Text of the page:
Is your business ready to interact with the UAE?

101 Guides, Global Trends, Translation & Localization23 February 20183.4k

The United Arab Emirates (UAE) has become one of the world’s prime destinations for doing business thanks to its position as a portal between east and west and the fact that it has a tax-free economy.

Indeed, it has tax treaties with a number of nations worldwide and so is much sought-after by companies keen to buy or sell to its member states, including Dubai, Abu Dhabi and Doha.

The UAE also has an excellent infrastructure and reputation for achievement in technology, while its retail landscape is like no other – its destination malls are a tourist attraction in themselves.

And speaking of tourism, Abu Dhabi, Doha and Dubai have recently launched multi -million dollar tourism marketing campaigns to attract as many people as possible to its astonishingly luxurious hotels, while Abu Dhabi International Airport has had a major revamp to cater for new traffic from various airlines.

A trend that’s set to continue

Business interest in the UAE shows no sign of slowing down, particularly with a number of big events set to be hosted there on the horizon.

Perhaps the biggest is the Qatar World Cup 2022, but it was also recently announced that the Dubai Chamber has co-launched a new portal designed to help suppliers win deals for Dubai Expo 2020. This is expected to offer opportunities worth $42 billion, with the total value of e-commerce in the UAE likely to rise to $10 billion by 2018 in the meantime.

Ready to deal with the UAE?

Your business may be one of many worldwide that is looking at building new trade links with the UAE’s member states, no matter what industry you are in.

However, have you factored in localization and ensuring your personnel are ready to interact in a suitable way with their counterparts in the Middle East? This is essential, as Dubai, Abu Dhabi et al have some very different customs and traditions to the rest of the world – and accidentally insulting them or failing to adhere to these practices could result in deals being abandoned before they have even got off the ground.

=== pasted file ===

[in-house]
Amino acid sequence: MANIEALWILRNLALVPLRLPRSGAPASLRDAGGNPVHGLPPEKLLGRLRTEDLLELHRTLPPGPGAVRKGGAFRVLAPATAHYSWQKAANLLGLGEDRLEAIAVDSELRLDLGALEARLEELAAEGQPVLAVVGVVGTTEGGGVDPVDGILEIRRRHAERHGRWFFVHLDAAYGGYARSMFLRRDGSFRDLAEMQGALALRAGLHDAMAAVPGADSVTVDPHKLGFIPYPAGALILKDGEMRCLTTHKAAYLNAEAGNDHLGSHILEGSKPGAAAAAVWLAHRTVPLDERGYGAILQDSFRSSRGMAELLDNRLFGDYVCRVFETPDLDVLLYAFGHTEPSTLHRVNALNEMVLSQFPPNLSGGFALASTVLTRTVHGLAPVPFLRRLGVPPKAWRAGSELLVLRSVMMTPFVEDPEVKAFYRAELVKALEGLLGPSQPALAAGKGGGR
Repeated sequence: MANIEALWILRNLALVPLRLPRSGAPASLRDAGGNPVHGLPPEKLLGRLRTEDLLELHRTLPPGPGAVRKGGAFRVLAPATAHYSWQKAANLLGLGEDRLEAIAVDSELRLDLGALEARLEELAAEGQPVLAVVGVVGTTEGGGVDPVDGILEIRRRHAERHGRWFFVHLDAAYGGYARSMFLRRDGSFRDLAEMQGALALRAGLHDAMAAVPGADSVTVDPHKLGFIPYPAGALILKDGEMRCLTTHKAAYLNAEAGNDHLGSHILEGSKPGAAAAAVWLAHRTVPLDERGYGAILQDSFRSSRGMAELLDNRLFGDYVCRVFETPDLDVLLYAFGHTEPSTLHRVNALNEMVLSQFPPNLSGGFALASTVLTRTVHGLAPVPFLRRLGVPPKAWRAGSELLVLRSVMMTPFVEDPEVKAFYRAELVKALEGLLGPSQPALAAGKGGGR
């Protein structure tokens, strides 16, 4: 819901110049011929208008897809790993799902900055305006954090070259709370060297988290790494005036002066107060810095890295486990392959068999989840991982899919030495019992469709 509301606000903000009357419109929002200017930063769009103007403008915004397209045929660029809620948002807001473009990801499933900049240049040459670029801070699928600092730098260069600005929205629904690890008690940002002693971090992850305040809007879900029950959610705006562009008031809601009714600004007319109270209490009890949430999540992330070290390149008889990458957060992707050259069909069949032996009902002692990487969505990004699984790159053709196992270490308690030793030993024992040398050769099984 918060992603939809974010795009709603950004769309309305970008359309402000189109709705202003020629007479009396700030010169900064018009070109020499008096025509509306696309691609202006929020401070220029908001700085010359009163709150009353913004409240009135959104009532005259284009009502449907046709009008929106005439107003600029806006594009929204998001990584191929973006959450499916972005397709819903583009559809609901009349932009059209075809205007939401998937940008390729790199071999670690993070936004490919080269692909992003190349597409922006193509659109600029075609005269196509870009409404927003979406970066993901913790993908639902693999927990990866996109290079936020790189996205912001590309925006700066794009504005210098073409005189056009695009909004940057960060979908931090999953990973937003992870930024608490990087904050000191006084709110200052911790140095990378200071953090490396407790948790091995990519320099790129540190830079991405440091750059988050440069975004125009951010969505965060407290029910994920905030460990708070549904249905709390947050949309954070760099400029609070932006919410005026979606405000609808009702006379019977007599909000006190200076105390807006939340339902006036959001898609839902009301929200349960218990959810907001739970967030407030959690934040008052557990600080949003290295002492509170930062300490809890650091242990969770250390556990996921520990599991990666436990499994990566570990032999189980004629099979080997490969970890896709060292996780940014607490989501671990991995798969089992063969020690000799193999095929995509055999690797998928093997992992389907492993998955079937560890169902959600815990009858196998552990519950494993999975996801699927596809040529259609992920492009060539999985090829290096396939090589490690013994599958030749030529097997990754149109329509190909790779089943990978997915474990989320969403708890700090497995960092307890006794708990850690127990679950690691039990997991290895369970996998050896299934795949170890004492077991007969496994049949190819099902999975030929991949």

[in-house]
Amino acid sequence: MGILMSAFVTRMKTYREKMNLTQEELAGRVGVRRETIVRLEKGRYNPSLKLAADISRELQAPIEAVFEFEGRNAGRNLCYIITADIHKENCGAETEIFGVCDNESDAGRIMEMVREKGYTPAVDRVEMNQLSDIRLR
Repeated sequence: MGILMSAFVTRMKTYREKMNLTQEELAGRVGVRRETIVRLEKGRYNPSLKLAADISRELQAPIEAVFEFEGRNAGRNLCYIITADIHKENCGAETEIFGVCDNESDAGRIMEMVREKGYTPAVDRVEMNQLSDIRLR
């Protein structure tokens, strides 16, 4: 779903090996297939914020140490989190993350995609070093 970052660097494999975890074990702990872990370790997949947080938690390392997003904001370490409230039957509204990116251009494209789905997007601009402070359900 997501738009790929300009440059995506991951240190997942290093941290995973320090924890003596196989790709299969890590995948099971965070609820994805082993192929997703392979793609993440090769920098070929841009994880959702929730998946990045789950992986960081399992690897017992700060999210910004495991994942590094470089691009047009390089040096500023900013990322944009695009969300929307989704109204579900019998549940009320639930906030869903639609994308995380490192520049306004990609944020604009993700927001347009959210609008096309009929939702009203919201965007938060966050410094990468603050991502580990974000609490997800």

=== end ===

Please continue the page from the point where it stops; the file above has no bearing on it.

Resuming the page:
With this in mind, we thought we’d put together a few tips on etiquette in the UAE so you can ensure strong business relationships are built from the very beginning.

Meeting and greeting

First meetings with new contacts are very important and you should use Sheikh for the male in the highest position and Sheikha if they are a female. For everyone else, Sayed is the polite equivalent of Mr, while Sayeda comes instead of Mrs.

Do not be surprised if someone in the Middle East refers to you by Mr or Mrs and then your first name as opposed to your surname, though.

When it comes to handshakes, be prepared for them to last much longer than they would in the western world – only pull away when the other person begins to. However, it is also customary for men to keep hold of other men’s hands and lead them to where they need to go, something that is worth knowing to prevent perplexed looks.


This should not come as a surprise in a Muslim part of the world, but you’ll be expected to dress conservatively when doing business in the UAE – nothing at all revealing is acceptable. Both men and women should cover their shoulders, arms and legs, no matter how hot it is outside.

Business interactions

Building strong relationships and trust is very important in the Middle East and so it is important to try to get to know your business contacts by engaging them in conversation before jumping straight in with the discussions you went for.

Always ask about the other person’s family and what their children are doing – but never inquire after the female members of their family, including wives, as this is considered extremely rude.

Generally speaking, people in the UAE have their weekends on Friday and Saturday, so it is not unusual to find people unavailable during office hours on these days (or trying to get in touch with you outside traditional western working times).

You may find meetings in the UAE are louder than in the west, as it is considered normal to allow other people to walk in and begin discussing their own matters as they wish. Similarly, people from the Middle East frequently emphasize their point by raising their voice and gesticulating, which doesn’t mean they’re angry as it might elsewhere.

Finally, when it comes to closing the meeting, have business cards, promotional items and follow-up brochures printed in both English and Arabic, as this is the most polite technique. Services such as translation and localization from EQHO can assist you with this if you don’t happen to have writing in Arabic among your company’s repertoire of talents.

Posted by Etiquette and the UAE – top tips


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